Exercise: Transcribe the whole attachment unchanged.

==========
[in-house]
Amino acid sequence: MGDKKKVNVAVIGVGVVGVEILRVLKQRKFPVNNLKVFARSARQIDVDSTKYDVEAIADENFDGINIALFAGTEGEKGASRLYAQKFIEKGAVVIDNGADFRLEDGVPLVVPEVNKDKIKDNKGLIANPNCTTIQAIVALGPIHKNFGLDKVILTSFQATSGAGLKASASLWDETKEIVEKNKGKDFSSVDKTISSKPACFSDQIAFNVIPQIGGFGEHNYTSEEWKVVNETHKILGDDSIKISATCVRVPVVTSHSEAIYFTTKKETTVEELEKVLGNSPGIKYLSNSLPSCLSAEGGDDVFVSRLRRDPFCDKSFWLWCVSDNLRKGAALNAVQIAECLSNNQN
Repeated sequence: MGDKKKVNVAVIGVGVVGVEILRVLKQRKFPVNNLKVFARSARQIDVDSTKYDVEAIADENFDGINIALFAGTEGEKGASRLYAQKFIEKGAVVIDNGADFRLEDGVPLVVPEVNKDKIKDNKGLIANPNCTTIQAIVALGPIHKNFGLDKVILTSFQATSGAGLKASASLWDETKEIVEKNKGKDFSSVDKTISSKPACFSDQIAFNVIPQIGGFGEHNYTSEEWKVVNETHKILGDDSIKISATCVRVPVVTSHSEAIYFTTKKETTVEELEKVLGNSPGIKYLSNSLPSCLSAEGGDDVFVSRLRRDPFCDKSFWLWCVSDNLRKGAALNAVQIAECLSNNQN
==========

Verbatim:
[in-house]
Amino acid sequence: MGDKKKVNVAVIGVGVVGVEILRVLKQRKFPVNNLKVFARSARQIDVDSTKYDVEAIADENFDGINIALFAGTEGEKGASRLYAQKFIEKGAVVIDNGADFRLEDGVPLVVPEVNKDKIKDNKGLIANPNCTTIQAIVALGPIHKNFGLDKVILTSFQATSGAGLKASASLWDETKEIVEKNKGKDFSSVDKTISSKPACFSDQIAFNVIPQIGGFGEHNYTSEEWKVVNETHKILGDDSIKISATCVRVPVVTSHSEAIYFTTKKETTVEELEKVLGNSPGIKYLSNSLPSCLSAEGGDDVFVSRLRRDPFCDKSFWLWCVSDNLRKGAALNAVQIAECLSNNQN
Repeated sequence: MGDKKKVNVAVIGVGVVGVEILRVLKQRKFPVNNLKVFARSARQIDVDSTKYDVEAIADENFDGINIALFAGTEGEKGASRLYAQKFIEKGAVVIDNGADFRLEDGVPLVVPEVNKDKIKDNKGLIANPNCTTIQAIVALGPIHKNFGLDKVILTSFQATSGAGLKASASLWDETKEIVEKNKGKDFSSVDKTISSKPACFSDQIAFNVIPQIGGFGEHNYTSEEWKVVNETHKILGDDSIKISATCVRVPVVTSHSEAIYFTTKKETTVEELEKVLGNSPGIKYLSNSLPSCLSAEGGDDVFVSRLRRDPFCDKSFWLWCVSDNLRKGAALNAVQIAECLSNNQN